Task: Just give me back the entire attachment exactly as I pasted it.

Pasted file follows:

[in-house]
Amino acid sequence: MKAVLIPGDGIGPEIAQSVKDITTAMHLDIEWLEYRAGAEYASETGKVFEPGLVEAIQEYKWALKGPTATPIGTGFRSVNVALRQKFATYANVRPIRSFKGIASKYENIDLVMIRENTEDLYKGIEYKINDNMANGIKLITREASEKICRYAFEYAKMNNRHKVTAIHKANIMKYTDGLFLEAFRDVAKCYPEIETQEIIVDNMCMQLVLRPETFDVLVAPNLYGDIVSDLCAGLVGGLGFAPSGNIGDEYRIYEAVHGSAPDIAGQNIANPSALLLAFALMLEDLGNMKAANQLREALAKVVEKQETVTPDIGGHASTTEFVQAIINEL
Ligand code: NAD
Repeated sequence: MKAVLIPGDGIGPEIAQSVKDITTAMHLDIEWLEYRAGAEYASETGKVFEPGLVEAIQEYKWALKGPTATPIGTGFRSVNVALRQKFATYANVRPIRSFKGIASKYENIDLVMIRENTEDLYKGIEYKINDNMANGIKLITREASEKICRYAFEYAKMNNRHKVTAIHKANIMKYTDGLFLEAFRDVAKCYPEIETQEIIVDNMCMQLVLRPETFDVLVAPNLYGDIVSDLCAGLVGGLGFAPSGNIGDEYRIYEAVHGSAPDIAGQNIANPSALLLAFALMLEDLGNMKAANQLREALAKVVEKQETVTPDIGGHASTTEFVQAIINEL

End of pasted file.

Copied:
[in-house]
Amino acid sequence: MKAVLIPGDGIGPEIAQSVKDITTAMHLDIEWLEYRAGAEYASETGKVFEPGLVEAIQEYKWALKGPTATPIGTGFRSVNVALRQKFATYANVRPIRSFKGIASKYENIDLVMIRENTEDLYKGIEYKINDNMANGIKLITREASEKICRYAFEYAKMNNRHKVTAIHKANIMKYTDGLFLEAFRDVAKCYPEIETQEIIVDNMCMQLVLRPETFDVLVAPNLYGDIVSDLCAGLVGGLGFAPSGNIGDEYRIYEAVHGSAPDIAGQNIANPSALLLAFALMLEDLGNMKAANQLREALAKVVEKQETVTPDIGGHASTTEFVQAIINEL
Ligand code: NAD
Repeated sequence: MKAVLIPGDGIGPEIAQSVKDITTAMHLDIEWLEYRAGAEYASETGKVFEPGLVEAIQEYKWALKGPTATPIGTGFRSVNVALRQKFATYANVRPIRSFKGIASKYENIDLVMIRENTEDLYKGIEYKINDNMANGIKLITREASEKICRYAFEYAKMNNRHKVTAIHKANIMKYTDGLFLEAFRDVAKCYPEIETQEIIVDNMCMQLVLRPETFDVLVAPNLYGDIVSDLCAGLVGGLGFAPSGNIGDEYRIYEAVHGSAPDIAGQNIANPSALLLAFALMLEDLGNMKAANQLREALAKVVEKQETVTPDIGGHASTTEFVQAIINEL